The latest weather charts produced by our government forecaster is showing a central air pressure of 959hPa around midnight near Auckland, Saturday, which would not just break the local record for air pressure, but smash it according to Philip Duncan, Head Weather Analyst at the Weather Watch Centre. “This is unbelievably low and mimics that of modest Atlantic Hurricanes we see on TV. The air pressure, at 959hPa, indicates that this storm will be an intense one”.
Mr Duncan, along with MetService, is warning people in the upper North Island to take extreme care this weekend and to plan for the worst. “Make sure you have your survival kits ready and if you live near small streams you need a plan in case it floods”.
According to weather charts the Cyclone will be at it’s peak when it passes near New Zealand’s largest city, Auckland.
The sub-tropical low continues to rapidly deepen north west of New Zealand and is expected to pass Auckland late Saturday and early Sunday.
Air pressure within the low is rapidly dropping and it’s expected to develop into a storm that’s equal to a category 2 or 3 tropical cyclone by Saturday afternoon or night with winds averaging 130km/h at the centre and gusts much higher.
As of 11pm Friday an easterly was developing over Northland along with patchy rain. On the latest satellite maps the low is starting to become increasingly visible.
Philip Duncan says the storm is rare and nasty and poses a “significant risk” to life and property. “We’re not trying to alarm people but the public in northern New Zealand need to be prepared for this major storm tomorrow. Some people will lose roofs, some will lose power, and some will be isolated by floods and slips. This storm is serious and we are expecting some damage”.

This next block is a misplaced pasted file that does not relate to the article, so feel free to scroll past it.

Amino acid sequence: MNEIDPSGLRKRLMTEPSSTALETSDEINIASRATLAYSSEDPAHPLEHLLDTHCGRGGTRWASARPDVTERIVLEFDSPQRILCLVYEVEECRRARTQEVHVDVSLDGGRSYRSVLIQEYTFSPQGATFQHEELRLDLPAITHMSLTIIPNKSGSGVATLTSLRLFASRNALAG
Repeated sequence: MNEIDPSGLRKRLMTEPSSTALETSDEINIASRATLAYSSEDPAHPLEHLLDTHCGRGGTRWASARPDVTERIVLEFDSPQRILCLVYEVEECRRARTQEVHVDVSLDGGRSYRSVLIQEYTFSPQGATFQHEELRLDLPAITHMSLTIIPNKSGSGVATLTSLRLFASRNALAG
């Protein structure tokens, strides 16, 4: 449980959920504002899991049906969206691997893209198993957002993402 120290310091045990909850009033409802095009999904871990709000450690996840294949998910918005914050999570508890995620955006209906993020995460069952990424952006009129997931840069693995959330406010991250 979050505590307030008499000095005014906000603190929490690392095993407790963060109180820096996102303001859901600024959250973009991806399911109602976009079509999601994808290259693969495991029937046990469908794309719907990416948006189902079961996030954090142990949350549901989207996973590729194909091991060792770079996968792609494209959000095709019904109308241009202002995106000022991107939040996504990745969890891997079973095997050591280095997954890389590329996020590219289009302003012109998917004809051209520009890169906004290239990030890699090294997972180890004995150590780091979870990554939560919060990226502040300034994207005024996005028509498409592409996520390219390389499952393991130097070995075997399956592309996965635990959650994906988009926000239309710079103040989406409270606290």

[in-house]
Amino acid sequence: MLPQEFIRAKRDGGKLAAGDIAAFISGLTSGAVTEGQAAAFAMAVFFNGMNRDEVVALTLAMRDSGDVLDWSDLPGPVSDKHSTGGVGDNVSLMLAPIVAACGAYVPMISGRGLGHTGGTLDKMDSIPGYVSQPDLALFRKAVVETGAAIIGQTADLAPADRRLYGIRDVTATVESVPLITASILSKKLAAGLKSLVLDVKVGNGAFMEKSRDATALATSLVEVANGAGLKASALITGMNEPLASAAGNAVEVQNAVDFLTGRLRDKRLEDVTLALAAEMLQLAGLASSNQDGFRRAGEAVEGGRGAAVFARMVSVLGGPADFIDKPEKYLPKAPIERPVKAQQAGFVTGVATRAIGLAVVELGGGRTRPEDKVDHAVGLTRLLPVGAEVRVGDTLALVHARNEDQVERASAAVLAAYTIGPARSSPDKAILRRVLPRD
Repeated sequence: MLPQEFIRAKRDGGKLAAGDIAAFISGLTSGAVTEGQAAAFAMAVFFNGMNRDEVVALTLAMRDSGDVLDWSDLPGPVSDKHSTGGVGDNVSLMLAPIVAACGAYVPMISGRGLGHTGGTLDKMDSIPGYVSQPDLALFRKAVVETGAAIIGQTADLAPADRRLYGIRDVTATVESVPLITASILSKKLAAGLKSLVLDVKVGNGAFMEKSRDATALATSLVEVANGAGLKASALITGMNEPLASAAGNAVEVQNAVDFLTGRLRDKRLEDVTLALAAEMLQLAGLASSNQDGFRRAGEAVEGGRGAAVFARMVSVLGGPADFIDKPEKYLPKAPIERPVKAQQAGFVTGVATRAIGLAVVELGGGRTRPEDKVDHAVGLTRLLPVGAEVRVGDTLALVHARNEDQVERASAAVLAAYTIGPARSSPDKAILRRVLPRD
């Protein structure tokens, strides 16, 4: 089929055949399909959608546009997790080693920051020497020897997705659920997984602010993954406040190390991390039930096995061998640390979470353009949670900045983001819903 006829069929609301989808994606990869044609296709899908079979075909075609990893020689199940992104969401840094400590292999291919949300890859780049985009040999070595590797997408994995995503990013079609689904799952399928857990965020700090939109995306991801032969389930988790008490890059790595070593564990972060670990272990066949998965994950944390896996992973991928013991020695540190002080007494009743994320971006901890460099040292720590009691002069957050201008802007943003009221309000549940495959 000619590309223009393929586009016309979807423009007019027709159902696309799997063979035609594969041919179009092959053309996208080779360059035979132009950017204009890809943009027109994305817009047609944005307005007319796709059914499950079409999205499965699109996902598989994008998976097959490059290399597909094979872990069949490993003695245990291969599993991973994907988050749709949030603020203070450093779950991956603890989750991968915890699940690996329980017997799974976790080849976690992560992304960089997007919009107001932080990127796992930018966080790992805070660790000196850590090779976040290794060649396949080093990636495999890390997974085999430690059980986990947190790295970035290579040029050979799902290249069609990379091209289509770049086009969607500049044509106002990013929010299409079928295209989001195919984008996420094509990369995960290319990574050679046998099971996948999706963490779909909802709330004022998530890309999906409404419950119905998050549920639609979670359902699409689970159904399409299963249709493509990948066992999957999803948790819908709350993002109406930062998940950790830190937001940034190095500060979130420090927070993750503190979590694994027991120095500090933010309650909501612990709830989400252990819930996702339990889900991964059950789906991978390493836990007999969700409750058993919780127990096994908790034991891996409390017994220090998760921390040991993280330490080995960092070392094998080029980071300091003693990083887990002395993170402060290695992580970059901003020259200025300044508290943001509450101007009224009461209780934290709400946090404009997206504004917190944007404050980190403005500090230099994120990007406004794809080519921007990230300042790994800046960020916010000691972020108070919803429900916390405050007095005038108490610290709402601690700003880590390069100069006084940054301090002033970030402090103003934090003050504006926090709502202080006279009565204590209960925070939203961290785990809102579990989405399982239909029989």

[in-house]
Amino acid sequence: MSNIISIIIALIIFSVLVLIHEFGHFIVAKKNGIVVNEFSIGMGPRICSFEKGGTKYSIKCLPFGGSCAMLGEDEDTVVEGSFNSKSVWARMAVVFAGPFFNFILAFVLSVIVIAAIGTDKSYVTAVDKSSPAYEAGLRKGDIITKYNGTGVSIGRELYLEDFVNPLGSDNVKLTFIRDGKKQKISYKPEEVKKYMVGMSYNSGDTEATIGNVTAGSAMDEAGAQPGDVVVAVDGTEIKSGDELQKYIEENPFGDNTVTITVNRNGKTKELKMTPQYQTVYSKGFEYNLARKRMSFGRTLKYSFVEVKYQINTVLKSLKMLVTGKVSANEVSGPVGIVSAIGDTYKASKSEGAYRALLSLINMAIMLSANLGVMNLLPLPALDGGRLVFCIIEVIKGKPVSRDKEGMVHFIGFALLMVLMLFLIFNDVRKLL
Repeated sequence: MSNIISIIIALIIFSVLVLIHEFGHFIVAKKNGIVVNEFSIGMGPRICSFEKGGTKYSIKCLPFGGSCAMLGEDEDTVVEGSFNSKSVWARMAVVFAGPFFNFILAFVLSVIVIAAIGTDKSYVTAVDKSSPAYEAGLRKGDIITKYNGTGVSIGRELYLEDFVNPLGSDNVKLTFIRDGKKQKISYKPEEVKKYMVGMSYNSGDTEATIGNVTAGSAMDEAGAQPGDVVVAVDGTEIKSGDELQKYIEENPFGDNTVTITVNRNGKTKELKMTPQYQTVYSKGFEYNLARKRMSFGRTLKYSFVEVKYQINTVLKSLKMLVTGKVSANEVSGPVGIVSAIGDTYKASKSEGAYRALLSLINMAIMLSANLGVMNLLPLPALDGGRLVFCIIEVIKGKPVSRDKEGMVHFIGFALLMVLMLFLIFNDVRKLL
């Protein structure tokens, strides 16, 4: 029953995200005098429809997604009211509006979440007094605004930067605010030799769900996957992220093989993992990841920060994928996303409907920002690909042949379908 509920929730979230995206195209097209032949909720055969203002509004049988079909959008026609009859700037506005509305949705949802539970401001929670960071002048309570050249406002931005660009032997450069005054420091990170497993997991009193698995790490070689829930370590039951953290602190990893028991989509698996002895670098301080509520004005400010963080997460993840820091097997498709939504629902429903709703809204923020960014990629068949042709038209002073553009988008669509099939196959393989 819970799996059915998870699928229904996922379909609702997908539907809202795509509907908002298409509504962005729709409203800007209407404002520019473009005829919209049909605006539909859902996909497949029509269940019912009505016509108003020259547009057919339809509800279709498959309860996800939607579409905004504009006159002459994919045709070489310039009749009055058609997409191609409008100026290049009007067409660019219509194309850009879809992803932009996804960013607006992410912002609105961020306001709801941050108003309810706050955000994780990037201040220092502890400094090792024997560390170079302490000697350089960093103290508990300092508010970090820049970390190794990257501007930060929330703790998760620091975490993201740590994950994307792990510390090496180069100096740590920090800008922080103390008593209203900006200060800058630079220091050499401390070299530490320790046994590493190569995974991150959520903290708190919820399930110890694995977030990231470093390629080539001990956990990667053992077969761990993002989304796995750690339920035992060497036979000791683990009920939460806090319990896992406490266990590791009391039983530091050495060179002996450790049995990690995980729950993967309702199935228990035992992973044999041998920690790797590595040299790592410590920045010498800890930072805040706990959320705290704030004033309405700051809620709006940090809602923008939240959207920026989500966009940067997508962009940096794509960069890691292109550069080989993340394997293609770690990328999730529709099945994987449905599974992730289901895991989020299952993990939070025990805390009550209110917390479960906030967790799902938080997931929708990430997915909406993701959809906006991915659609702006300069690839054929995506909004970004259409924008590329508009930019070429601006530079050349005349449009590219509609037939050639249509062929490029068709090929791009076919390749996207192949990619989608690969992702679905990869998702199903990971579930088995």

But Mr Duncan says there is one significantly positive feature about this storm – and that is the speed it will move through. “While we’re warning of the likely damage the storm should move through relatively quickly thanks to no blocking High in the east. On Friday night the storm was travelling quickly south east at over 50km/h. This should reduce the amount of damage”.
The Weather Watch Centre says torrential rain, massive waves and storm surges could flood a number of low-lying areas across north eastern New Zealand as the subtropical storm moves in. “It may well be the most intense sub-tropical storm of the decade”.
Latest MetService weather charts show the air pressure with this system could drop to 966hPa for a time on Saturday night near Auckland which Duncan says is unheard of. “This could help create one of the biggest storm surges seen in the upper North Island for several years with this potentially record breaking low pressure reading. If this forecast eventuates we could see storm surges flooding low lying eastern coastal areas from Northland to Auckland and across Coromandel and Bay of Plenty. It may also pose a serious risk for low lying areas around the Firth of Thames which is particularly vulnerable to northern storm surges”.
Latest government weather maps show the “eye” of the storm now may move across eastern Northland and north-eastern Auckland. “The strongest winds and the heaviest rains look increasingly likely to hit northern New Zealand” says Mr Duncan.